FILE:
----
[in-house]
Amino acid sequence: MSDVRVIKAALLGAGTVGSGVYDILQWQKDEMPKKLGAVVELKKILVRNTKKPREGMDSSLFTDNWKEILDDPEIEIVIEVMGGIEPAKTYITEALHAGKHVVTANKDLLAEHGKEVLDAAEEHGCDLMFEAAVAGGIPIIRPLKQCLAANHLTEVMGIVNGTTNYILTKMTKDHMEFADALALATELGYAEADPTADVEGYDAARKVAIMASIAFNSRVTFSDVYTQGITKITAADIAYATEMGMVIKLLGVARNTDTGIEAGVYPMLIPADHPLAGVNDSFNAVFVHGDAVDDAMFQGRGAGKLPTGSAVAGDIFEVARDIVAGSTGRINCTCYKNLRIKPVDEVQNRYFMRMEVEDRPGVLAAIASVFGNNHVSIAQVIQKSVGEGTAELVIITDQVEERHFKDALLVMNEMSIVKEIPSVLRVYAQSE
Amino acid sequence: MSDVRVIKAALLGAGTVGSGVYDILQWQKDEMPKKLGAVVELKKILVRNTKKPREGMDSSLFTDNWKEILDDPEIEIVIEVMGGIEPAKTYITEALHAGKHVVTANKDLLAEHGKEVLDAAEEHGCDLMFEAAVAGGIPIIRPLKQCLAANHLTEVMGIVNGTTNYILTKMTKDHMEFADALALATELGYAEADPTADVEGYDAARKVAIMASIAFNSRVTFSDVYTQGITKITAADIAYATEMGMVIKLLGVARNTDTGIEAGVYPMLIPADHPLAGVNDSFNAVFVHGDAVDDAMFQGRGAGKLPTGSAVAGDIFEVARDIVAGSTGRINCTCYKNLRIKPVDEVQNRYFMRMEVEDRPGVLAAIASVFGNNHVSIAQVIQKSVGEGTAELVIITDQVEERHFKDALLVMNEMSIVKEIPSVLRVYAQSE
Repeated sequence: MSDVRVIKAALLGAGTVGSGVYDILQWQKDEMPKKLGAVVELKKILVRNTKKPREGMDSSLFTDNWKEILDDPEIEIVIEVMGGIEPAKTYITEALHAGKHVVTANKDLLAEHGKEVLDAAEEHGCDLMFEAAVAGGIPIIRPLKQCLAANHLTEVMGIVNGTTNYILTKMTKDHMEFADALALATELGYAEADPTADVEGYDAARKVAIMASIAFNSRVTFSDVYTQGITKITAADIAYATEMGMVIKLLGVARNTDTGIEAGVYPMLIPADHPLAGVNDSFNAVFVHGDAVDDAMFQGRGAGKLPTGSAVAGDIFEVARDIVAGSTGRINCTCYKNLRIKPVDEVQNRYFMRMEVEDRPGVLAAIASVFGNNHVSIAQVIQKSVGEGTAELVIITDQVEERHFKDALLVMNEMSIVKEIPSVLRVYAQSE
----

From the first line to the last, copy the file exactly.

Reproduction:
[in-house]
Amino acid sequence: MSDVRVIKAALLGAGTVGSGVYDILQWQKDEMPKKLGAVVELKKILVRNTKKPREGMDSSLFTDNWKEILDDPEIEIVIEVMGGIEPAKTYITEALHAGKHVVTANKDLLAEHGKEVLDAAEEHGCDLMFEAAVAGGIPIIRPLKQCLAANHLTEVMGIVNGTTNYILTKMTKDHMEFADALALATELGYAEADPTADVEGYDAARKVAIMASIAFNSRVTFSDVYTQGITKITAADIAYATEMGMVIKLLGVARNTDTGIEAGVYPMLIPADHPLAGVNDSFNAVFVHGDAVDDAMFQGRGAGKLPTGSAVAGDIFEVARDIVAGSTGRINCTCYKNLRIKPVDEVQNRYFMRMEVEDRPGVLAAIASVFGNNHVSIAQVIQKSVGEGTAELVIITDQVEERHFKDALLVMNEMSIVKEIPSVLRVYAQSE
Amino acid sequence: MSDVRVIKAALLGAGTVGSGVYDILQWQKDEMPKKLGAVVELKKILVRNTKKPREGMDSSLFTDNWKEILDDPEIEIVIEVMGGIEPAKTYITEALHAGKHVVTANKDLLAEHGKEVLDAAEEHGCDLMFEAAVAGGIPIIRPLKQCLAANHLTEVMGIVNGTTNYILTKMTKDHMEFADALALATELGYAEADPTADVEGYDAARKVAIMASIAFNSRVTFSDVYTQGITKITAADIAYATEMGMVIKLLGVARNTDTGIEAGVYPMLIPADHPLAGVNDSFNAVFVHGDAVDDAMFQGRGAGKLPTGSAVAGDIFEVARDIVAGSTGRINCTCYKNLRIKPVDEVQNRYFMRMEVEDRPGVLAAIASVFGNNHVSIAQVIQKSVGEGTAELVIITDQVEERHFKDALLVMNEMSIVKEIPSVLRVYAQSE
Repeated sequence: MSDVRVIKAALLGAGTVGSGVYDILQWQKDEMPKKLGAVVELKKILVRNTKKPREGMDSSLFTDNWKEILDDPEIEIVIEVMGGIEPAKTYITEALHAGKHVVTANKDLLAEHGKEVLDAAEEHGCDLMFEAAVAGGIPIIRPLKQCLAANHLTEVMGIVNGTTNYILTKMTKDHMEFADALALATELGYAEADPTADVEGYDAARKVAIMASIAFNSRVTFSDVYTQGITKITAADIAYATEMGMVIKLLGVARNTDTGIEAGVYPMLIPADHPLAGVNDSFNAVFVHGDAVDDAMFQGRGAGKLPTGSAVAGDIFEVARDIVAGSTGRINCTCYKNLRIKPVDEVQNRYFMRMEVEDRPGVLAAIASVFGNNHVSIAQVIQKSVGEGTAELVIITDQVEERHFKDALLVMNEMSIVKEIPSVLRVYAQSE